California Republican Rep. Duncan Hunter said that as an artillery officer, his unit "killed probably hundreds of civilians" during his 2004 tour in Fallujah, Iraq.
During a Barstool Sports interview for a podcast that was released on Monday, Hunter defended his support of Eddie Gallagher, a Navy SEAL facing a premeditated murder charge in the stabbing death of an injured person in Iraq. President Donald Trump is considering pardoning Gallagher.
"I was an artillery officer, and we fired hundreds of rounds into Fallujah, killed probably hundreds of civilians, if not scores, if not hundreds of civilians," Hunter said. "Probably killed women and children, if there were any left in the city when we invaded. So do I get judged, too?"
When pressed on a specific killing differing from collateral damage, Hunter argued that it was simply a matter of how people were killed.
Gallagher's alleged victim "might have been killed in a way that you don't personally agree with, because you say it's against the laws of war," Hunter said. "As opposed to artillery killing civilians, women and children, because it's kind of indiscriminate in a way. It's not a sniper weapon, right. Which is worse?"
Among the accusations against Gallagher are that he stabbed and killed a wounded person, shot at noncombatants, posed for a photo and performed his re-enlistment ceremony next to a corpse, according to a charge sheet from November. Lawyers in the courtroom said earlier this year that the male stabbing victim in question was an ISIS fighter, who witnesses told investigators appeared to be about 15.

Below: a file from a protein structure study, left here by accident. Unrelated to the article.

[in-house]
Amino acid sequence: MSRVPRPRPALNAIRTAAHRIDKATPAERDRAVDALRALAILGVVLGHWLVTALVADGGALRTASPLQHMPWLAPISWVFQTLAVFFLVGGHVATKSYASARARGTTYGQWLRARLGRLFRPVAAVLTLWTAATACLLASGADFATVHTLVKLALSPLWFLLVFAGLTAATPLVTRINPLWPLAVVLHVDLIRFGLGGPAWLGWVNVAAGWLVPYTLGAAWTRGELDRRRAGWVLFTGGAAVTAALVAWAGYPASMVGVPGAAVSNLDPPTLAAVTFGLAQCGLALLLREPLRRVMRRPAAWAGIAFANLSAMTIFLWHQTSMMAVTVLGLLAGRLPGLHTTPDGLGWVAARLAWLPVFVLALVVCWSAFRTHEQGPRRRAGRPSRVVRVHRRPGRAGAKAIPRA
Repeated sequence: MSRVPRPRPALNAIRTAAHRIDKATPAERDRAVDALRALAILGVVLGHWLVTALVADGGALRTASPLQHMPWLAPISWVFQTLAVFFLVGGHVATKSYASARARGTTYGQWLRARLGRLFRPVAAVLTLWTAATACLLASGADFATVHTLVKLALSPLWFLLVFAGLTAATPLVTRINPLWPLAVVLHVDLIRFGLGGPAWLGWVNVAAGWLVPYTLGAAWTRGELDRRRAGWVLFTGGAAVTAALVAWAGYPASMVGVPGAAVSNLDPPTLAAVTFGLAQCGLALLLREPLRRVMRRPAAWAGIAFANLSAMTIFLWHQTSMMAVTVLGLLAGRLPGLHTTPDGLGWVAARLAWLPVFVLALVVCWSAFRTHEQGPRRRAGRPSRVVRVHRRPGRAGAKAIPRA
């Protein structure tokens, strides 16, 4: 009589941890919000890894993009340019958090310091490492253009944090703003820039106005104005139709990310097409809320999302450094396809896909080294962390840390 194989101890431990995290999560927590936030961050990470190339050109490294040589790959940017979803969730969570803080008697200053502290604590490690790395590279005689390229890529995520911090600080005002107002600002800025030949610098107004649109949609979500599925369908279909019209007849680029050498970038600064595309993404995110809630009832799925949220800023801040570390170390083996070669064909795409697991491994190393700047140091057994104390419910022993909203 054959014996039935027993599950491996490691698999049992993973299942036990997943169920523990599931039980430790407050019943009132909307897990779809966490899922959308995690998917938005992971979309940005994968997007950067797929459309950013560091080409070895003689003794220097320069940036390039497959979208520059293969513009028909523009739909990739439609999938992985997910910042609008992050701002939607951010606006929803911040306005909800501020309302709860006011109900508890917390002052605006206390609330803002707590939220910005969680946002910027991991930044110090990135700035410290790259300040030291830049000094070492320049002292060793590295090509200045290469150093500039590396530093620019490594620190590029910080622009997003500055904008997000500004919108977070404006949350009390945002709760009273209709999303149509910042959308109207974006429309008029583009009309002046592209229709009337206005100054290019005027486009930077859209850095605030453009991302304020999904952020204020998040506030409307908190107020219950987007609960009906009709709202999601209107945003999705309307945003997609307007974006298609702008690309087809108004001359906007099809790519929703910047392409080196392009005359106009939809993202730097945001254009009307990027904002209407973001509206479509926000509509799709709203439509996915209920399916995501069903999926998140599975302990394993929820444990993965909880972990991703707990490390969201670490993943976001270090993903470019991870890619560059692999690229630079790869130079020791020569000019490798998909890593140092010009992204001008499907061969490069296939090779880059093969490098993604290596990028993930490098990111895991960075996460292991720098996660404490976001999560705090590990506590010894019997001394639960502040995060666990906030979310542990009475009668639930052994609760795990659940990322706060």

Hunter said that after viewing relevant photos and video from the prosecution and speaking to other SEALs who served with Gallagher, he didn't believe the charges nor care if the alleged ISIS fighter was killed.
"I frankly don't care if he was killed, I just don't care," Hunter said, adding that, "even if everything that the prosecutors say is true in this case, then, you know, Eddie Gallagher should still be given a break, I think."
Hunter has stirred controversy with his defense of Gallagher before, saying earlier this week that he had taken a photo with an enemy corpse and that many other service members had done so.
The California Republican won re-election in November despite facing indictment on federal corruption charges after allegedly misusing campaign funds. He and his wife have both pleaded not guilty to the charges and are currently awaiting trial.
CNN's Zachary Cohen, Paul Vercammen, Nick Watt and Dakin Andone contributed to this report.
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